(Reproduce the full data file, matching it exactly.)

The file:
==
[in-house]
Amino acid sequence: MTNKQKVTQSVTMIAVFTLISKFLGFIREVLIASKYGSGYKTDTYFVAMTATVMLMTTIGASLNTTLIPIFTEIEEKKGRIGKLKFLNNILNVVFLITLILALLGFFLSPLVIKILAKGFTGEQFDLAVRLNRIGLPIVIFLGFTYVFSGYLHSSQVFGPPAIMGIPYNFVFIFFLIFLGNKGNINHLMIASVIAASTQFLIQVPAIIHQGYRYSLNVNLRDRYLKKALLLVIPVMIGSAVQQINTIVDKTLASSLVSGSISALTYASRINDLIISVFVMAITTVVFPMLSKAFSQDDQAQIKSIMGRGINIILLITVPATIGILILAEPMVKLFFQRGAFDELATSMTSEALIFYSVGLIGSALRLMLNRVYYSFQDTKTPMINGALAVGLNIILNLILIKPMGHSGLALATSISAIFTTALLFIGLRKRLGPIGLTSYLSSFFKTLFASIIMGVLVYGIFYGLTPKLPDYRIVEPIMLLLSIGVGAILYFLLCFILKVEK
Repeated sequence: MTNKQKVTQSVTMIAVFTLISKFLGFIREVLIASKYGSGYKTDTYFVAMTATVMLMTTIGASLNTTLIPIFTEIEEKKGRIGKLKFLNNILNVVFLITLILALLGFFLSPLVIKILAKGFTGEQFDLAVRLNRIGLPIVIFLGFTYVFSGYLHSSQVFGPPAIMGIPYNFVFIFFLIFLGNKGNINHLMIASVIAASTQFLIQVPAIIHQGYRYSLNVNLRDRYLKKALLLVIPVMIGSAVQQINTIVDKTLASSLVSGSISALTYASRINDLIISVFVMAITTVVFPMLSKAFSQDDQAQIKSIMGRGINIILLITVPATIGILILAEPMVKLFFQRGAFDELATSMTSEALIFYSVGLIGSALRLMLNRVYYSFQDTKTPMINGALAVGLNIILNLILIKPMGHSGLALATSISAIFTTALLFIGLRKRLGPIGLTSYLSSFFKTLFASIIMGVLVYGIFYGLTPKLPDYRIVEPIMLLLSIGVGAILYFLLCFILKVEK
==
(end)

[in-house]
Amino acid sequence: MTNKQKVTQSVTMIAVFTLISKFLGFIREVLIASKYGSGYKTDTYFVAMTATVMLMTTIGASLNTTLIPIFTEIEEKKGRIGKLKFLNNILNVVFLITLILALLGFFLSPLVIKILAKGFTGEQFDLAVRLNRIGLPIVIFLGFTYVFSGYLHSSQVFGPPAIMGIPYNFVFIFFLIFLGNKGNINHLMIASVIAASTQFLIQVPAIIHQGYRYSLNVNLRDRYLKKALLLVIPVMIGSAVQQINTIVDKTLASSLVSGSISALTYASRINDLIISVFVMAITTVVFPMLSKAFSQDDQAQIKSIMGRGINIILLITVPATIGILILAEPMVKLFFQRGAFDELATSMTSEALIFYSVGLIGSALRLMLNRVYYSFQDTKTPMINGALAVGLNIILNLILIKPMGHSGLALATSISAIFTTALLFIGLRKRLGPIGLTSYLSSFFKTLFASIIMGVLVYGIFYGLTPKLPDYRIVEPIMLLLSIGVGAILYFLLCFILKVEK
Repeated sequence: MTNKQKVTQSVTMIAVFTLISKFLGFIREVLIASKYGSGYKTDTYFVAMTATVMLMTTIGASLNTTLIPIFTEIEEKKGRIGKLKFLNNILNVVFLITLILALLGFFLSPLVIKILAKGFTGEQFDLAVRLNRIGLPIVIFLGFTYVFSGYLHSSQVFGPPAIMGIPYNFVFIFFLIFLGNKGNINHLMIASVIAASTQFLIQVPAIIHQGYRYSLNVNLRDRYLKKALLLVIPVMIGSAVQQINTIVDKTLASSLVSGSISALTYASRINDLIISVFVMAITTVVFPMLSKAFSQDDQAQIKSIMGRGINIILLITVPATIGILILAEPMVKLFFQRGAFDELATSMTSEALIFYSVGLIGSALRLMLNRVYYSFQDTKTPMINGALAVGLNIILNLILIKPMGHSGLALATSISAIFTTALLFIGLRKRLGPIGLTSYLSSFFKTLFASIIMGVLVYGIFYGLTPKLPDYRIVEPIMLLLSIGVGAILYFLLCFILKVEK